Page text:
Blended: Nick

Nick - Blended

Cuban/Greek/Irish

What are your parent’s ethnic backgrounds?

My mother is half Greek and Irish. My grandma came from Ireland when she was a child and her family had such a thick accent that they gave her the last name, ‘Brown’ instead of her actual Irish last name. I’ve never met my mother’s father; but according to my great aunt, who was the record holder of our family, he was Greek. My father is 100% Cuban and was born in Havana, along with my abuelo and abuela [grandpa and grandma]. He was less than a year old before he came to the US.

Can you speak any of these languages?

Sadly, I can’t speak any of my languages except for English.

Did you have any struggles growing up mixed race, such as any internal or external issues?

Never went through any struggles, but the only thing I remember was trying to fit into the Latino culture of friends and they had a hard time accepting me at first, but that never held me back from making friends.

Do you identify as mixed race or by one race?

I identify as mixed, but mostly with my Cuban side, because they come in all shades of color. Besides the fact that I don’t speak Spanish and grew up with my mom when my parents divorced when I was 4-5.

Do you feel, or have you felt, like you didn’t belong to either one of your ethnic groups?

I always felt like I belonged to my ethnic backgrounds.

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Blended: Richard

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What’s your ethnic background?

My mom is Peruvian and my dad is Chinese, I was born here.

Does it bother you when people ask about your ethnic background?

No, it doesn’t bother me at all. People just get confused with why I speak Spanish, then I just let them know. I usually make it simple and say I was born here, I’m American, but if they ask where my parents are from I just tell them my mom is from Peru and my dad is Chinese.

Do you visit each country often?

Not as often as I’d like to, but I was just in Peru a couple years ago. China, I need to go visit; I haven’t been to China since I was 15. I don’t really have any direct family in China. In Peru, I have a lot of family. Both my mom’s side and my dad’s side I have a lot of family down in Peru.

Did your parents meet in Peru?

My dad met my mom in Peru when he was 20 or 22, he went to Peru when he was 17 or 18 and was raised by his grandmother. Then they moved here and he was always working, particularly the upper west side [NYC] and decided to open this restaurant.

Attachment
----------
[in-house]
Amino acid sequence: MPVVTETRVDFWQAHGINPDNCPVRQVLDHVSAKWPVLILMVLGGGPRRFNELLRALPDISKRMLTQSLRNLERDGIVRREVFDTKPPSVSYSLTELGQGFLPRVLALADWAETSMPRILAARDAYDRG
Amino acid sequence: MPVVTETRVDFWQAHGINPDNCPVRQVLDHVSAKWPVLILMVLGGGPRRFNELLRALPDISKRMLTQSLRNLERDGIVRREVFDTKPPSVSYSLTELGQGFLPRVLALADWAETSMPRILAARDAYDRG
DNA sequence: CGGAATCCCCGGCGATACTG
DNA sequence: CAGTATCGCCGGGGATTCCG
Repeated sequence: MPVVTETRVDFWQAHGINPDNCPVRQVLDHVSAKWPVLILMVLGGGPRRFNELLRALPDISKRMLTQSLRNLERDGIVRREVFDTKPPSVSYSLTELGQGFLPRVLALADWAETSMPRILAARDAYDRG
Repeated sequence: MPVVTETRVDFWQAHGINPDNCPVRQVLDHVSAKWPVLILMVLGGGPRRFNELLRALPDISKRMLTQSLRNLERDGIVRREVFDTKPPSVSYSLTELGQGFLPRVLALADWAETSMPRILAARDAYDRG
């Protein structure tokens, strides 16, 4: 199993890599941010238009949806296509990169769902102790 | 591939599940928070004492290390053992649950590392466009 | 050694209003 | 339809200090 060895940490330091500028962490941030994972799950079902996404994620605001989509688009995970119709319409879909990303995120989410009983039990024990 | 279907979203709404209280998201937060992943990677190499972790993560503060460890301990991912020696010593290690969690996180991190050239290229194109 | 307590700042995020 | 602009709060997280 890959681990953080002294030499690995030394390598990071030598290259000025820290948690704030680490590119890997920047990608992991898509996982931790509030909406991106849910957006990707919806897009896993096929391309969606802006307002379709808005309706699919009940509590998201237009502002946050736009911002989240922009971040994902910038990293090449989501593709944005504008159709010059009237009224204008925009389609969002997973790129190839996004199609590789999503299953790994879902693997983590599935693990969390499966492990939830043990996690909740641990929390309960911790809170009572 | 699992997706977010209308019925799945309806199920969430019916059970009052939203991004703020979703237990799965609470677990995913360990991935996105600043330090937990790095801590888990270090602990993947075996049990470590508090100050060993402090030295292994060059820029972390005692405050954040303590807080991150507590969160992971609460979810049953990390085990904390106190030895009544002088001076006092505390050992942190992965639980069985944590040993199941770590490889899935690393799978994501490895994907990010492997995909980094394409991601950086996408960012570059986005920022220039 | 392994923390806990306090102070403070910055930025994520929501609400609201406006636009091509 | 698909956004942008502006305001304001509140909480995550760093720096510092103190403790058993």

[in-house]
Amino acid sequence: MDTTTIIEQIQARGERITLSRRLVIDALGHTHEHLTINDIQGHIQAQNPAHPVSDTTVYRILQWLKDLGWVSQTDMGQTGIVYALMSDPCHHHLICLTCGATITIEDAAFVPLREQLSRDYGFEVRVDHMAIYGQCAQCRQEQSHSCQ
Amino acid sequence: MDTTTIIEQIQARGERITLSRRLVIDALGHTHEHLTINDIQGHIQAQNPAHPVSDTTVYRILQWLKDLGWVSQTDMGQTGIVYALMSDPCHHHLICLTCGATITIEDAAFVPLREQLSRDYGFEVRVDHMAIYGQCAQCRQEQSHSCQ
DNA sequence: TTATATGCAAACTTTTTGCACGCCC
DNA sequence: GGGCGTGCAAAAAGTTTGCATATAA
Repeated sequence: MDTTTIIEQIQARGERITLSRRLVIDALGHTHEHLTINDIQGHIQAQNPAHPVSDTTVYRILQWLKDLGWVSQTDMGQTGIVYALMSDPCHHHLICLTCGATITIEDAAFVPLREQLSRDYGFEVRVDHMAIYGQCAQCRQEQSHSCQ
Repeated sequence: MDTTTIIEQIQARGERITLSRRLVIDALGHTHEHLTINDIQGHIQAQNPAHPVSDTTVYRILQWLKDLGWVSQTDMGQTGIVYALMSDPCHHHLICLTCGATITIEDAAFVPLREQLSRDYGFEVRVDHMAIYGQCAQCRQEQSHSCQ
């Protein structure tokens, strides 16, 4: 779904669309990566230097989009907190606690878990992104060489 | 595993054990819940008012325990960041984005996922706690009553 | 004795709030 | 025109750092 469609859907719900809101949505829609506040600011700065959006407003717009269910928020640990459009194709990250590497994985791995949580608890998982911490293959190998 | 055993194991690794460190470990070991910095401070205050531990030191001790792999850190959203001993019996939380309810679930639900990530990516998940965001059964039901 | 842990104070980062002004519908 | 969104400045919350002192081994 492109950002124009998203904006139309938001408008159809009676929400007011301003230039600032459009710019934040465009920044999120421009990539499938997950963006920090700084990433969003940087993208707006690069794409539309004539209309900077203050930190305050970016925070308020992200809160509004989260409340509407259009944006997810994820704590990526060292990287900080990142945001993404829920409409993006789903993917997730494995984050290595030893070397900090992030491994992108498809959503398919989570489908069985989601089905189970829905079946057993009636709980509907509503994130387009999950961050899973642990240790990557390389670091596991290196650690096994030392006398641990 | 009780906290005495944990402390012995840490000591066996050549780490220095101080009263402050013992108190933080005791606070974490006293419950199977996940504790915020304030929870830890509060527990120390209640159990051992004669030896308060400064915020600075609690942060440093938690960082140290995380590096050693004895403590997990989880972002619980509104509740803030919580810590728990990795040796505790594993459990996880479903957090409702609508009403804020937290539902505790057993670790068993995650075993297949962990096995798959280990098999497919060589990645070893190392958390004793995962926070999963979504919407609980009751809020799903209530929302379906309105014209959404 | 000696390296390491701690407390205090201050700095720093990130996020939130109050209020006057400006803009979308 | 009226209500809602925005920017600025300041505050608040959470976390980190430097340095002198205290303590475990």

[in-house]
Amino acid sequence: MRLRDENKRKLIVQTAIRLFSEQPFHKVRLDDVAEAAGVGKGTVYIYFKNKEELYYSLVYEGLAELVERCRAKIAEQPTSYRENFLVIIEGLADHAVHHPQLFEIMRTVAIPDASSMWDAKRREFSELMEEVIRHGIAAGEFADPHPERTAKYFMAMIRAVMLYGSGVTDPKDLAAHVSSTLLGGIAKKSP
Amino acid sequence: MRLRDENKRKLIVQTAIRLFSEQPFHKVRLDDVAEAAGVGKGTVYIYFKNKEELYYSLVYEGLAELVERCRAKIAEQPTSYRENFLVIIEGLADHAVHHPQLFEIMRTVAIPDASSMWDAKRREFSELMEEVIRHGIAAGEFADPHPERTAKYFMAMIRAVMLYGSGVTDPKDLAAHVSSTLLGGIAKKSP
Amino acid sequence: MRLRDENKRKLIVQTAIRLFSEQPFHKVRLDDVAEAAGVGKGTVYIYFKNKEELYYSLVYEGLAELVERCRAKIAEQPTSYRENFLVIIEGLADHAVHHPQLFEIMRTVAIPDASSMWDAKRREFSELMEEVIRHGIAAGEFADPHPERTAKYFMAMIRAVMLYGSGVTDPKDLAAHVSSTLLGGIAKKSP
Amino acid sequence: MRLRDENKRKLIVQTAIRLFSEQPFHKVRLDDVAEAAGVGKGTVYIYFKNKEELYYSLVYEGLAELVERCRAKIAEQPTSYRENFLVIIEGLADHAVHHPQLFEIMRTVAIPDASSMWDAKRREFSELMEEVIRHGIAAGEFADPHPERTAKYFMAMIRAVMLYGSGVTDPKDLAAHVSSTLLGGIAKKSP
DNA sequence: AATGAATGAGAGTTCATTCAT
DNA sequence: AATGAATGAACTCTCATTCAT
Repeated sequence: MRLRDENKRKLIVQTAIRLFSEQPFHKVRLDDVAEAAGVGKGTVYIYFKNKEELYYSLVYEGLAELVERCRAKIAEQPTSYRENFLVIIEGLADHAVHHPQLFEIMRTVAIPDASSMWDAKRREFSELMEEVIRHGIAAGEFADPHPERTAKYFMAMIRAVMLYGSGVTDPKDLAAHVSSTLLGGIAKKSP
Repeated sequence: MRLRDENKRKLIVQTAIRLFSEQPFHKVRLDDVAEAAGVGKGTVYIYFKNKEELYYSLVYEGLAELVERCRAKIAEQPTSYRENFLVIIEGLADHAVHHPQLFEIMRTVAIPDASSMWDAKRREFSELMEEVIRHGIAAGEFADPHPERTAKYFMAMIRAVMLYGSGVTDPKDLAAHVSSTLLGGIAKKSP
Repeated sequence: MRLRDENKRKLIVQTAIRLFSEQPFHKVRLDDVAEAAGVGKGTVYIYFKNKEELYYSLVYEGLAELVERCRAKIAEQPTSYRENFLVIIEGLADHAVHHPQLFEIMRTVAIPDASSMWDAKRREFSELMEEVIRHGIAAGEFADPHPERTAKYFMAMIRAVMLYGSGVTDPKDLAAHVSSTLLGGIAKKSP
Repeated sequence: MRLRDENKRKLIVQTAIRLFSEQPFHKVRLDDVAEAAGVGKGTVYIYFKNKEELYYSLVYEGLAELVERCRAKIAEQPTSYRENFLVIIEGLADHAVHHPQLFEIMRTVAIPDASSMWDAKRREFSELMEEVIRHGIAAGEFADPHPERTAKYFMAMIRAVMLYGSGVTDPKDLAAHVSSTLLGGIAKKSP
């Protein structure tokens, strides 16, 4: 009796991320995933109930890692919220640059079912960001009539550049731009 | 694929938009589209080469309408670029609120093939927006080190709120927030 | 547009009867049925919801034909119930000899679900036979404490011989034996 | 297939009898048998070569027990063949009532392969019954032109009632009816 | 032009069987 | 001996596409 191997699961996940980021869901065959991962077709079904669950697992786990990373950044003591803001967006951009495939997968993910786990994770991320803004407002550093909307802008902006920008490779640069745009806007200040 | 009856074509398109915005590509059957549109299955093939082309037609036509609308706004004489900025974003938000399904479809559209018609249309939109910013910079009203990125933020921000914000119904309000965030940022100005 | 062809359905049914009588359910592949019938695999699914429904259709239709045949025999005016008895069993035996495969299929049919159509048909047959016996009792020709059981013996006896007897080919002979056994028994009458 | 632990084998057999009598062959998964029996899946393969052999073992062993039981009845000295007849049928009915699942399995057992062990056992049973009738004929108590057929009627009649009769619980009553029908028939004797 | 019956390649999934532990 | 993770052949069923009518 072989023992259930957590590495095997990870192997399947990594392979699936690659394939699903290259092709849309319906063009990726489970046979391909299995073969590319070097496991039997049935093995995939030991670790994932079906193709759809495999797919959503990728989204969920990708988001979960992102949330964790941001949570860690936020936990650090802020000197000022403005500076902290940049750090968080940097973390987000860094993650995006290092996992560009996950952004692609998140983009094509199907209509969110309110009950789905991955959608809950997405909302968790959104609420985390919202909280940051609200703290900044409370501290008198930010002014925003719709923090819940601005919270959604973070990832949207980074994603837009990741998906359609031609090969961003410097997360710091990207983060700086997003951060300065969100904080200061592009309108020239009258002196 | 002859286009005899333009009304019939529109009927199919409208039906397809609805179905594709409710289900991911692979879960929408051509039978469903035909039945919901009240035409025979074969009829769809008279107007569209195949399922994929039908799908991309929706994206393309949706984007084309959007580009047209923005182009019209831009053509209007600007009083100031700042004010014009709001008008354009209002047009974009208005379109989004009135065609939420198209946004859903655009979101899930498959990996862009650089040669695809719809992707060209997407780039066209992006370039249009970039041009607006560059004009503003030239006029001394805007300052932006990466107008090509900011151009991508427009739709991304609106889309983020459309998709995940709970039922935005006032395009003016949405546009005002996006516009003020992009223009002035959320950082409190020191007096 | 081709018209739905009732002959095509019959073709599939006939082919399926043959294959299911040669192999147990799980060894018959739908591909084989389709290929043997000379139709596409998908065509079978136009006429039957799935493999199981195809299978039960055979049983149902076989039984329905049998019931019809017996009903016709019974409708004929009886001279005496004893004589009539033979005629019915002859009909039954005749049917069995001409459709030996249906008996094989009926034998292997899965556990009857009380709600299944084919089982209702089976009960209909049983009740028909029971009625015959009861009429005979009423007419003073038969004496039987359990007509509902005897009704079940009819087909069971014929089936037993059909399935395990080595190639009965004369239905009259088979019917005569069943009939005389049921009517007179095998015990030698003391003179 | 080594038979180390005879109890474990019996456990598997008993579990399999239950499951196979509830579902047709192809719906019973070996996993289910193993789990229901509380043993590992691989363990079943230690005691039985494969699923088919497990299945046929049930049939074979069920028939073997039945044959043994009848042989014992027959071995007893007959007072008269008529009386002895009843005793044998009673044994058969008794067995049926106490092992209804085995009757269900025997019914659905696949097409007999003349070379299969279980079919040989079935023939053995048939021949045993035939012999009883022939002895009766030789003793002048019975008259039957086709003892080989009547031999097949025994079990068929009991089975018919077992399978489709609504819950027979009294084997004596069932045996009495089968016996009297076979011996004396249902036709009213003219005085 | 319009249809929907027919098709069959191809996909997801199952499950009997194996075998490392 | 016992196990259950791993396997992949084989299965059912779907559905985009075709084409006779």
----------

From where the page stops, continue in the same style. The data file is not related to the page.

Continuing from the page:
Do you identify with one side more than the other?

Not really. I just say that I’m mixed, I grew up with a lot of Asian-American kids, all or most of my friends are Chinese-American. Since I grew up with them, they’ll just consider me Chinese-American, they don’t really see the other side of me where I have to speak Spanish, that’s just mainly for work, I don’t really have to speak it outside of work, except in my home. At home, my mother spoke to me in Spanish growing up.

Do you feel that one of your communities outcasted you?

Growing up in Queens there weren’t too many Peruvians. Naturally, I just stuck with whatever was more comfortable to be around, since I look Chinese/Asian I kind of just naturally wanted to hang out around other people that looked just like me. I think that’s just natural human reaction, but being outcasted, no, I never felt that way even towards the hispanic culture.

Did you ever feel like you had an identity crisis?

No, never.

Do you think there’s a struggle growing up mixed race?

Yea, because it wasn’t that common [around the 90’s], it was looked weird upon. But, its something very common nowadays. Growing up in the 90’s in Queens, it wasn’t that nice, I grew up in the very hispanic neighborhood. It was my family and another two Asian families on that block and we were just treated a little bit more differently because we didn’t look hispanic. So just growing up in that neighborhood was a little bit tough, for me, but we just adjusted and adapted. I mean, until I was 10 I grew up with hispanic kids and they weren’t that nice to me. They were kind of like, “What are you doing here on my block, you’re Chinese.” I didn’t have a nice childhood, but I adapted.

Blended: Michael

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*Photo submitted by Michael*

What are your parent’s ethnic backgrounds?

My father is 3rd generation Italian-American (his parents: Italian-American + Italian-American from Italian + Italian). My mother is Korean (I do not know her family to any extent).

Did you have any struggles growing up mixed race, such as any internal or external issues?

I’m not sure how to answer this. I don’t think being mixed brought on any real struggles. Perhaps it was a little difficult growing up not feeling like you are apart of an inherit community. I think growing up is already a difficult thing for a young adult— we face huge internal and external issues at every stage of growing up— and I think it may be easy to pass some of these normal struggles off onto being mixed. So I am apprehensive to do so right now.